We read in the beginning of the chapter how Joseph, after he had been so cruelly treated by his brethren, and sold into Egypt for a slave, was advanced in the house of Potiphar, who had bought him. Joseph was one that feared God, and therefore God was with him; and wonderfully ordered things for him, and so influenced the heart of Potiphar his master, that instead of keeping him as a mere slave, to which purpose he was sold, he made him his steward and overseer over his house, and all that he had was put into his hands; insomuch that we are told, verse 6, “ that he left all that he had in his hand; and that he knew not aught that he had, save the bread which he did eat.” While Joseph was in these prosperous circumstances, he met with a great temptation in his master's house; so we are told that he, being a goodly person, and well favored, his mistress cast her eyes upon and lusted after him, and used all her art to tempt him to coinmit uncleanness with her.

Concerning this temptation, and his behavior under it, many things are worthy to be noted.

We may observe, how great the temptation was that he was under. It is to be considered, Joseph was now in his youth, a season of life when persons are most liable to be overcome by temptations of this nature. And he was in a state of unexpected prosperity in Potiphar's house, which has a tendency to lift persons up, especially young ones, whereby commonly they more easily fall before temptations.

And then the superiority of the person that laid the temptation before him rendered it much the greater. She was his mistress, and he a servant under ber. And the manner of her tempting him. She did not only carry herself so to Joseph, as to give him cause to suspect that he might be admitted to such criminal converse with her, that yet might be accompanied with some apprehension, that possibly he might be mistaken, and so deter him from adventuring on such a proposal; but she directly proposed it to him; plainly manifesting her disposition to it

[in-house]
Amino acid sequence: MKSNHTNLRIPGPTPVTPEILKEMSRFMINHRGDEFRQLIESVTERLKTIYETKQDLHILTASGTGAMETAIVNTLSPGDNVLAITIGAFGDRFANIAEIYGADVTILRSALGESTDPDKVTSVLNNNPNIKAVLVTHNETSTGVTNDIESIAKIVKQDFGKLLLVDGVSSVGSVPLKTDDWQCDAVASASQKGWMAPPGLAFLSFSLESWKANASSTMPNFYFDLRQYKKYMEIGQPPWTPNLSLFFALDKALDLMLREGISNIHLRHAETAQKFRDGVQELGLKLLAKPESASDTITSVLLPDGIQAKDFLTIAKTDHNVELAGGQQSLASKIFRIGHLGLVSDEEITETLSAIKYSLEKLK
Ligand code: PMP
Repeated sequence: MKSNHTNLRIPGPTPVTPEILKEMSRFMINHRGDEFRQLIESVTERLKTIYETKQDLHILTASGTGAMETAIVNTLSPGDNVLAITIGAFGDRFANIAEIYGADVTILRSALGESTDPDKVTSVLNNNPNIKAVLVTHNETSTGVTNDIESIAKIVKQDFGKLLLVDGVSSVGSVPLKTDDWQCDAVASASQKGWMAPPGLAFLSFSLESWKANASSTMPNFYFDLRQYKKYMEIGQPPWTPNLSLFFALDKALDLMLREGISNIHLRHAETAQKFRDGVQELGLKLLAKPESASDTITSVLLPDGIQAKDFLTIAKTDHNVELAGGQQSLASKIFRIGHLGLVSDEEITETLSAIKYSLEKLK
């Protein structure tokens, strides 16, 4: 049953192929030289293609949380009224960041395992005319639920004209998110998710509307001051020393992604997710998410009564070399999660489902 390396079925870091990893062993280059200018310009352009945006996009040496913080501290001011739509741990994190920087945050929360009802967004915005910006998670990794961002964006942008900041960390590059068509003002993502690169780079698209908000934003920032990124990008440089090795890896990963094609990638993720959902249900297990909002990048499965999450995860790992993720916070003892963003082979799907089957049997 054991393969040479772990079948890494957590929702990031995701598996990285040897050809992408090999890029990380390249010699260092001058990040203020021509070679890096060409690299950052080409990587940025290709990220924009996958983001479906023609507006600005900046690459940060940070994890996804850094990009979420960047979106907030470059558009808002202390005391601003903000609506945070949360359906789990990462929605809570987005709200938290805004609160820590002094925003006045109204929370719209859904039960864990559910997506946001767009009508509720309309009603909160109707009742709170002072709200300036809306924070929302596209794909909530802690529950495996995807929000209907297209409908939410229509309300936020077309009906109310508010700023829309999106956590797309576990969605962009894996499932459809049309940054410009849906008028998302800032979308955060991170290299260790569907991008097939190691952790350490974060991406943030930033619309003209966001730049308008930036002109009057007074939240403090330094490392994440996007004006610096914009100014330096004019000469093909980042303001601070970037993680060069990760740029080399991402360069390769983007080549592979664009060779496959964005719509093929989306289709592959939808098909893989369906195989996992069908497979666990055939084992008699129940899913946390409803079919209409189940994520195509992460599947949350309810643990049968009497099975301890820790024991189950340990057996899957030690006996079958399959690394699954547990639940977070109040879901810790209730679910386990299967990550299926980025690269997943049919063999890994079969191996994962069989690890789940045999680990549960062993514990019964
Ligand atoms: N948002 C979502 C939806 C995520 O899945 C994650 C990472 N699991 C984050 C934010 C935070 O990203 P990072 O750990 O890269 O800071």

. So that here was no such thing as a suspicion of her unwillingness to deter him, but a manifestation of her desire to entice him to it. Yea, she appeared greatly engaged in the matter. And there was not only her desire manifested to entice him, but her authority over him to enforce the temptation. She was his mistress, and he might well imagine, that if he utterly refused a compliance, he should incur her displeasure; and she, being his master's wife, had power to do much to his disadvantage, and to render his circumstances more uncomfortable in the family.

And the temptation was the greater, in that she did not only tempt him once, but frequently, day by day, verse 10. And at last became more violent VOL. IV.


with him. She caught him by his garment, saying, lie with me : as in the verse of the text.

His behavior was very remarkable under these temptations. He absolutely refused any compliance with them: he made no reply that manifested as though the temptation had gained at all upon him; so much as to hesitate about it, or at all to deliberate upon it. He complied in no degree, either to the gross act she proposed, or any thing tending towards it, or that should in a lesser degree be gratifying to her wicked inclination. And he persisted, resolute and unshaken under her continual solicitations: verse 10, “ And it came to pass as she spake to Joseph, day by day, that he hearkened not unto her, to lie by ber, or to be with her.” He, to his utmost, avoided so much as being where she was. And the motives and principles from which he acted, manifested by his reply to her solicitations, are remarkable.

He first sets before her how injuriously he should act against his master, if he should comply with her proposal: “Behold my master-hath committed all that he hath to my hand; there is none greater in this house than I; neither hath he kept back any thing from me but thee, because thou art his wife." But he then proceeded to inform her of that which, above all things, deterred him from a compliance, viz., that it would be great wickedness, and sin against God: "How shall I do this, and sin against God!" He would not do any such thing, as he would not injure his master; but that which influenced more than all on this occasion, was the fear of sinning against God. On this account he persisted in his resolution to the last.

In the text we have an account of his behavior under the last and greatest temptation that he had from her. This temptation was great, as we are told it was at a time when there was nobody in the house but he and his mistress, verse 11; there was an opportunity to commit the fact with the greatest secrecy. And at this time it seems that she was more violent than ever before: “she caught him by the garment,” &c. She laid hold on him as though she was resolute to attain her purpose of him.

Under these circumstances he not only refused her, but fled from her, as he would have done from one that was going to assassinate